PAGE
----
Why I Support Ron Paul
Far be it from me to pass up an opportunity to add to the cacophony of Ron Paul posts. When is the last time someone with such a small probability of becoming the next president drove so much pundit traffic? (Goldwater seems like the likely answer, although even he had a better shot when all was said and done.)
Let’s stipulate up front that the racist newsletters are bad business. They are ugly, completely and totally wrong and immoral, and their existence (not to mention Paul’s unwillingness to repudiate them) is mark of a severe character flaw in the man in question. I won’t apologize for them, I won’t defend them, and if I met Ron Paul in person, I would tell him up front that I think a real American and a man who would be president owes it to his supporters, his country, and himself to state in no uncertain terms that they are wrong and evil.
Some endorsement this is turning out to be. How can I say I support him after all that? Two reasons, somewhat related:
1) What have (or, more accurately, haven’t) you done for me lately? Where in Paul’s platform or policy record do we find these sentiments instantiated? Certainly not in his opposition to the War on Drugs, which (as he constantly and condescendingly reminds us) is one of the single most crippling burdens borne overwhelmingly by people of color. Sure, he thinks we should slash government benefits to the poor (also disproportionately landing on people of color), but he doesn’t need to be racist to think that. He is, after all, a Republican. Ultimately, I just think the racist newsletters don’t really amount to much. Which brings me to…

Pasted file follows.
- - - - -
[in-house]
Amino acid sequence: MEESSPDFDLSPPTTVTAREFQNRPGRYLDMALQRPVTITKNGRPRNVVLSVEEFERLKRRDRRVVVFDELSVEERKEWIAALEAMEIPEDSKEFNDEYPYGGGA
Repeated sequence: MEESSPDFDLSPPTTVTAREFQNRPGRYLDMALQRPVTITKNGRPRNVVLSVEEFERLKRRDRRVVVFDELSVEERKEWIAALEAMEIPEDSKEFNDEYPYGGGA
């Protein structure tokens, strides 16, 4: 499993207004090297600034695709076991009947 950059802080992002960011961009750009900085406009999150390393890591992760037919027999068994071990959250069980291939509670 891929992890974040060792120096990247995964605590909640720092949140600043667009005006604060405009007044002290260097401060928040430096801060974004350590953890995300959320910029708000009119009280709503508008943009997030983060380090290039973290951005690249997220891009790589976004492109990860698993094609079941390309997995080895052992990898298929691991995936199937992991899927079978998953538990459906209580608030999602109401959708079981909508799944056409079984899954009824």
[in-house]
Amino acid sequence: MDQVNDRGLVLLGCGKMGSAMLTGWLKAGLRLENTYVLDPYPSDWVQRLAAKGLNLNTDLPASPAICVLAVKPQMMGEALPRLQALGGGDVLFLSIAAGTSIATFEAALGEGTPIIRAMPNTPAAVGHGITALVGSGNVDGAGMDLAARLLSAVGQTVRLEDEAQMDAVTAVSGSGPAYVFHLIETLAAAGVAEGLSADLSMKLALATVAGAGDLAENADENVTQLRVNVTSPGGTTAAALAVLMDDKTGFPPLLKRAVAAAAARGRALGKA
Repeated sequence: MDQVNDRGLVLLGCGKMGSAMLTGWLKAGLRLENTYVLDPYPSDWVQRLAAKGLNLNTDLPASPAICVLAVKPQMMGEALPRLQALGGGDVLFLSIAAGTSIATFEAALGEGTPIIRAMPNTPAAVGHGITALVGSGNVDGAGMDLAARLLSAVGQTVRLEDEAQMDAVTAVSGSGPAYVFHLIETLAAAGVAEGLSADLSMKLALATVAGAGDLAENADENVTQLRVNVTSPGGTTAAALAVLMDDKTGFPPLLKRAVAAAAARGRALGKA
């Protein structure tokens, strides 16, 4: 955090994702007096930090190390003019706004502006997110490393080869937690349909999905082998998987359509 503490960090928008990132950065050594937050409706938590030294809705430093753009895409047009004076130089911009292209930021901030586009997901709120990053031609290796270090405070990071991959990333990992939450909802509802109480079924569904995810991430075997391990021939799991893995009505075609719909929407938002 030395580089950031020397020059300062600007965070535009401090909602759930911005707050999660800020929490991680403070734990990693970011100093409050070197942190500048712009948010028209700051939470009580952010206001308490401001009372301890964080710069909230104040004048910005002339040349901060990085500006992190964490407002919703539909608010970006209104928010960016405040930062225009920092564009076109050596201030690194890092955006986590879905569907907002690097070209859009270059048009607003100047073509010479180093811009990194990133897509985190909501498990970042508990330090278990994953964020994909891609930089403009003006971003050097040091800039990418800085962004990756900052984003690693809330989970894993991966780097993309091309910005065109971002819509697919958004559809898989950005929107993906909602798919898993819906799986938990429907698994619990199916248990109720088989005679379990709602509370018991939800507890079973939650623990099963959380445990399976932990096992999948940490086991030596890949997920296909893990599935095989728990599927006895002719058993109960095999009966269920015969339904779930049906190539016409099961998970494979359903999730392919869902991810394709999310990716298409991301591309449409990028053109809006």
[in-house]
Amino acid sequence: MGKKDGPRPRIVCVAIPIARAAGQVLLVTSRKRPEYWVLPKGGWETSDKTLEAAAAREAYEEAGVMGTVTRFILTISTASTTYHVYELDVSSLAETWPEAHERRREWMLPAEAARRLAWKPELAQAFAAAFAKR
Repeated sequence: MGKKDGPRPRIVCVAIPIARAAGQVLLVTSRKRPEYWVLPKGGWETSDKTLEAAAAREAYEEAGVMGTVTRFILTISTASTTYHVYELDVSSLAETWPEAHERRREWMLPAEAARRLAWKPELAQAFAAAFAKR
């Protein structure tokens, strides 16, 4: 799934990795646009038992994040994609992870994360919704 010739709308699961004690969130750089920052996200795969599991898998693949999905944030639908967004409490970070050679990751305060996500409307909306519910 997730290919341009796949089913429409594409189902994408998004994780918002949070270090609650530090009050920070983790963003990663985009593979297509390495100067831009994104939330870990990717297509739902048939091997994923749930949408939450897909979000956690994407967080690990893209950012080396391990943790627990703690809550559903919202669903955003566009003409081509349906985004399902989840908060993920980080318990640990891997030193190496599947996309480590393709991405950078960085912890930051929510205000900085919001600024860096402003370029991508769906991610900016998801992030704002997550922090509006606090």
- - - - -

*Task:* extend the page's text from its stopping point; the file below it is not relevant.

2) I’m not a political essentialist. By all accounts, Barack Obama is a nice guy. He’s a good father, a good husband, a family man. To hear his supporters tell the story, he really is a liberal in his very heart who has just been constrained by the circumstances. Maybe that’s all true. Let’s, again, stipulate it. It still remains the case that he governs like a mass-murdering sociopath. He kills brown people on the other side of planet because he feels like it. He thinks there is nothing particularly problematic about ordering the execution of American citizens without a trial. And, lest we forget, he is responsible for more deportations than any other president. Ever. If salvation requires faith and good works, this is a man who will burn in hell.
Ron Paul is a guy who believes we should curtail or dismantle the US empire and the War on Drugs. I see no reason to doubt that he believes those two things sincerely – and, unlike the racist sentiments in his newsletters – he will tell you so. Repeatedly. On national television. If you think he’s lying, that’s on you to prove. I don’t believe it. And, what’s more, the president has significant authority to do both almost entirely by fiat.
And ultimately that’s what matters. Would he be a good president? On a whole host of issues, he would not. Would he be a better president than the other options on the table, warts and all? That’s a determination for each person to make on their own. I’ve presented my argument. I think breaking the back of the military- and drug-war-consensus is worth a great many costs, and I’m willing to admit that I, personally, would have to pay very few of them. Let that be part of your calculus, too, if you like.
Good men can be bad presidents, and bad men can be good presidents. We have the former already, so convince me that I don’t want the latter.